There was an article recent in one of the NY papers (not sure which, was mentioned on TV) that year on year, the number of Japanese going abroad to the US to study was decreasing year on year. Japan is becoming more and more withdrawn into itself. One reason: The HUGE pain in the backside that the US visa procedure has become after 9/11. Why go through the hassle? Stay at home. Local companies seem to prefer to hire people with no living abroad experience because they are “easier to deal with.” That is a problem in and of itself.

    1. Chuckers, I actually want to write more about this some other day. Your source is giving the following stats:

      Japan residents by country of origin:

      UK: 20,824
      CA: 15,025
      AU: 16,329

      for a total of 52,178.

      US: 63,956.

      But here are the estimated populations of:

      UK: 61,414,062 (July 2008)
      Canada: 33,212,696 (July 2008); and
      Australia: 21,007,310 (July 2008)

      The U.S. is estimated 307,006,550 in 2009, so we’ll haircut it to 303 million in 2008.

      So those three countries combined are only 38.5% of the U.S. Yet, combined, are 80% the size of the American expat community here.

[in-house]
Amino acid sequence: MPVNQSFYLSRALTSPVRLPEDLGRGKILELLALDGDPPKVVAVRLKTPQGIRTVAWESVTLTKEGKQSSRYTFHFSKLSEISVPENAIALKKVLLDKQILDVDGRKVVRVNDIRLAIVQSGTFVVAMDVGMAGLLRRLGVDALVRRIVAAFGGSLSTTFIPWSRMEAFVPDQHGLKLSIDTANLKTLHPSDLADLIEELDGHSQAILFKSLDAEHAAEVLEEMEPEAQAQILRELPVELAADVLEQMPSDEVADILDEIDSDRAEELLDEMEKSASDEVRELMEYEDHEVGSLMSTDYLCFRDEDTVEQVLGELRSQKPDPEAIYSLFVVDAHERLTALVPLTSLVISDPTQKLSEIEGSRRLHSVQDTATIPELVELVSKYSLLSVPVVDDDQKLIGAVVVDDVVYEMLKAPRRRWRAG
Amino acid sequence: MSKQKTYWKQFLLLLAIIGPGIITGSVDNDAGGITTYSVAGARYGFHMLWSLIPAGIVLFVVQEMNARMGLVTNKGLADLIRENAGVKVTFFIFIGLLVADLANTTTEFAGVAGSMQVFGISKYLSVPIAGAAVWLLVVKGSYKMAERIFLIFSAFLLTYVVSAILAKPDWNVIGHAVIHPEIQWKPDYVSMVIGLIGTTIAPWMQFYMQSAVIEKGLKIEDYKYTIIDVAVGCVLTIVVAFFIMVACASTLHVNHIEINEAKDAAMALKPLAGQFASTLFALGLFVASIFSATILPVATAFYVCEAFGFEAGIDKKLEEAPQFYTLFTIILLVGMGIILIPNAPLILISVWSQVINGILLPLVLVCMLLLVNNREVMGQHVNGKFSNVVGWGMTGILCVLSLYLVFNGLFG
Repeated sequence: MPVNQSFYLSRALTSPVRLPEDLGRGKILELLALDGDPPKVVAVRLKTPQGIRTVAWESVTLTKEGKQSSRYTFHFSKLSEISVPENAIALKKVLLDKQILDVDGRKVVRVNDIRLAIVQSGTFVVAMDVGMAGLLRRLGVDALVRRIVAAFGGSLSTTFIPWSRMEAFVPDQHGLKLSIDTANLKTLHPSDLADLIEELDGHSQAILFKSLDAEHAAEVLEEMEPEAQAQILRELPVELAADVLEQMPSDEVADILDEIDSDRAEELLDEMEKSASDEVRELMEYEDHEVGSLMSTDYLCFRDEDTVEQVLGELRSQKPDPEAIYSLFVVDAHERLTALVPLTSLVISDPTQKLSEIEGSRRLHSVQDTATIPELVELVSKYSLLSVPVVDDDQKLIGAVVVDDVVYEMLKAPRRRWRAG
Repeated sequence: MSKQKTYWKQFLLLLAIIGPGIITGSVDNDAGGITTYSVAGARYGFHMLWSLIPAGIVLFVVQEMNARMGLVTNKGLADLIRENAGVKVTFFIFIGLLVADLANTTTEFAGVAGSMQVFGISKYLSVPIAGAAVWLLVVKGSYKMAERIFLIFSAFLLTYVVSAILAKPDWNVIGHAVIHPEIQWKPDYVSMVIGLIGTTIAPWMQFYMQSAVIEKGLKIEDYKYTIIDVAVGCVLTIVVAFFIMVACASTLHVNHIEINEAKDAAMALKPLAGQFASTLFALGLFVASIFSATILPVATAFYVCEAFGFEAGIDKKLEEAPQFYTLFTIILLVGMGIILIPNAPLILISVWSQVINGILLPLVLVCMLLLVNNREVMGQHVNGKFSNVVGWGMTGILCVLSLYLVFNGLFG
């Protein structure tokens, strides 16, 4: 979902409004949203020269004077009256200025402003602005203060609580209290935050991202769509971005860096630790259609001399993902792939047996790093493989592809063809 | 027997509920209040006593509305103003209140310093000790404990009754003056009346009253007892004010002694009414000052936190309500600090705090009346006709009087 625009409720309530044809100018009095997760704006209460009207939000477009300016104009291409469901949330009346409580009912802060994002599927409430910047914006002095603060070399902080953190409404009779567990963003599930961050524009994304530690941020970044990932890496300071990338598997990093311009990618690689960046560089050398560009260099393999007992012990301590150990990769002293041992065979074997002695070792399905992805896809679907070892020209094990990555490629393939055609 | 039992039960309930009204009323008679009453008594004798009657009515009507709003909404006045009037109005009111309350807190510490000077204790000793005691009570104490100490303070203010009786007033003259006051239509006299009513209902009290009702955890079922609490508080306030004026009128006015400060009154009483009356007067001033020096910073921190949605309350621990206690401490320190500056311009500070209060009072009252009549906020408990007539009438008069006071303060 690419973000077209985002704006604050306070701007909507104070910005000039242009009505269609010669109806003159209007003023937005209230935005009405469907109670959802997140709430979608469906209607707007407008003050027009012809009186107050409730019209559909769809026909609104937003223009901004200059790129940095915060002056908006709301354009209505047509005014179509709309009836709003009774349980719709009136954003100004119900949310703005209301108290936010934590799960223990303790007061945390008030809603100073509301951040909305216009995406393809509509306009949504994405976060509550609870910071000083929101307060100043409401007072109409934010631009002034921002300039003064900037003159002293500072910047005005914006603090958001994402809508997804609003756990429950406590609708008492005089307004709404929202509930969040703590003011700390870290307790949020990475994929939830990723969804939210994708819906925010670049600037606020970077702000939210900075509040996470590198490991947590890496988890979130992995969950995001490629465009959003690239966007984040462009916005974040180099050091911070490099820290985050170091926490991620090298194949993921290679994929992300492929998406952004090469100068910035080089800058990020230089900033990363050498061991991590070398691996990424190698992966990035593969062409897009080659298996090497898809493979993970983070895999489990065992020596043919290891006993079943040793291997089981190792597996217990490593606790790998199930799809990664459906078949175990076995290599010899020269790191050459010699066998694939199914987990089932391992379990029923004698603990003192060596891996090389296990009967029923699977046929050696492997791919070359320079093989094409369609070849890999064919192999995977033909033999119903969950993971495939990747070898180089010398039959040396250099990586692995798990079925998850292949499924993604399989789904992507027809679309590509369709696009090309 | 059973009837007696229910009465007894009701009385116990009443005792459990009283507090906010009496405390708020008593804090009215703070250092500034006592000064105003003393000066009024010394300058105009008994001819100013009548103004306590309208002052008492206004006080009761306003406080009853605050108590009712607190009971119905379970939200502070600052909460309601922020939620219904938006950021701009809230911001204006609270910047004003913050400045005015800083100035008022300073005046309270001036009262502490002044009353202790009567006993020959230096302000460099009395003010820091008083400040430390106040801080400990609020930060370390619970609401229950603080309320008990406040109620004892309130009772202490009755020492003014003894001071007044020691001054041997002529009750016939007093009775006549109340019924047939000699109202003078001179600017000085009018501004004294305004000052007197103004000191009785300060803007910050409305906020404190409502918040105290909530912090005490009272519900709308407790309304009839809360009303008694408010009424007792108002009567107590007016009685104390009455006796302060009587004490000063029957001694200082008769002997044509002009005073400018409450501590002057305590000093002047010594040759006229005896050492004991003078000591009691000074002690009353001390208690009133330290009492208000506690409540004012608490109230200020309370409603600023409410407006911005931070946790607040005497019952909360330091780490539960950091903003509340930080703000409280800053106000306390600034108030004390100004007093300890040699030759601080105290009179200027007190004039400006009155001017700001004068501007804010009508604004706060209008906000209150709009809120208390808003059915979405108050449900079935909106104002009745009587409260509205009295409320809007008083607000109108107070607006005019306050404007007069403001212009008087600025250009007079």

Lastly, you are right that the U.S. doesn’t have working holiday. But it has a very liberal green card program.

      [LATER NOTE: I know the above figures are wrong, and represent a flow of people into Japan. But they are close to what has been traditionally the “alien” resident population here that I went with them anyway.]

  5. Hoofin, do you know the name of the trustee that is now in control of GEOS North America? Same as the Japanese one?

    The news about GEOS Canada and U.S. now under the control of a bankruptcy trustee came at the end of April…But it was really secretive and GEOS North America has failed to put it on any of its Web sites. I do know they are looking for a quick sale of assets (good luck) and the North American Vice President, Uri Carnat, is now just a school manager as the trustees take over. That’s about all I know, though.


    1. If you find out what federal court the bankruptcy was filed in, someone at the courthouse switchboard will probably be able to tell you who the trustee is.

      In the Internet era, all the government information isn’t always on the net. And maybe good, in a way.